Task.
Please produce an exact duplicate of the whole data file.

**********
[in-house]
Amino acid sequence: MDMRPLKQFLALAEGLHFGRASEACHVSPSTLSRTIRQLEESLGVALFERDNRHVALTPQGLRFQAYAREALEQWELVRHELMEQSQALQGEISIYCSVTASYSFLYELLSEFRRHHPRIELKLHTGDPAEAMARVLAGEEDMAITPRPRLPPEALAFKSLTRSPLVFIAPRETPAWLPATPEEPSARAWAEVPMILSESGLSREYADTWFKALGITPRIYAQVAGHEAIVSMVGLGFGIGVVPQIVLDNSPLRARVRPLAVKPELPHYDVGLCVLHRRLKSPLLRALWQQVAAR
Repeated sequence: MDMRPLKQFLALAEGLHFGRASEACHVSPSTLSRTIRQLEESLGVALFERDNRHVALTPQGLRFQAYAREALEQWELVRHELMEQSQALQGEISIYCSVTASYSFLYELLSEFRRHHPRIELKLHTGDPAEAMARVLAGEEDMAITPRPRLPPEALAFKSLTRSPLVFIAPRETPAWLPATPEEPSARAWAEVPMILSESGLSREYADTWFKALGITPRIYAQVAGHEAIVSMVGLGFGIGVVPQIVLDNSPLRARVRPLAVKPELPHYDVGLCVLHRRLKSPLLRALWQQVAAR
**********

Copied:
[in-house]
Amino acid sequence: MDMRPLKQFLALAEGLHFGRASEACHVSPSTLSRTIRQLEESLGVALFERDNRHVALTPQGLRFQAYAREALEQWELVRHELMEQSQALQGEISIYCSVTASYSFLYELLSEFRRHHPRIELKLHTGDPAEAMARVLAGEEDMAITPRPRLPPEALAFKSLTRSPLVFIAPRETPAWLPATPEEPSARAWAEVPMILSESGLSREYADTWFKALGITPRIYAQVAGHEAIVSMVGLGFGIGVVPQIVLDNSPLRARVRPLAVKPELPHYDVGLCVLHRRLKSPLLRALWQQVAAR
Repeated sequence: MDMRPLKQFLALAEGLHFGRASEACHVSPSTLSRTIRQLEESLGVALFERDNRHVALTPQGLRFQAYAREALEQWELVRHELMEQSQALQGEISIYCSVTASYSFLYELLSEFRRHHPRIELKLHTGDPAEAMARVLAGEEDMAITPRPRLPPEALAFKSLTRSPLVFIAPRETPAWLPATPEEPSARAWAEVPMILSESGLSREYADTWFKALGITPRIYAQVAGHEAIVSMVGLGFGIGVVPQIVLDNSPLRARVRPLAVKPELPHYDVGLCVLHRRLKSPLLRALWQQVAAR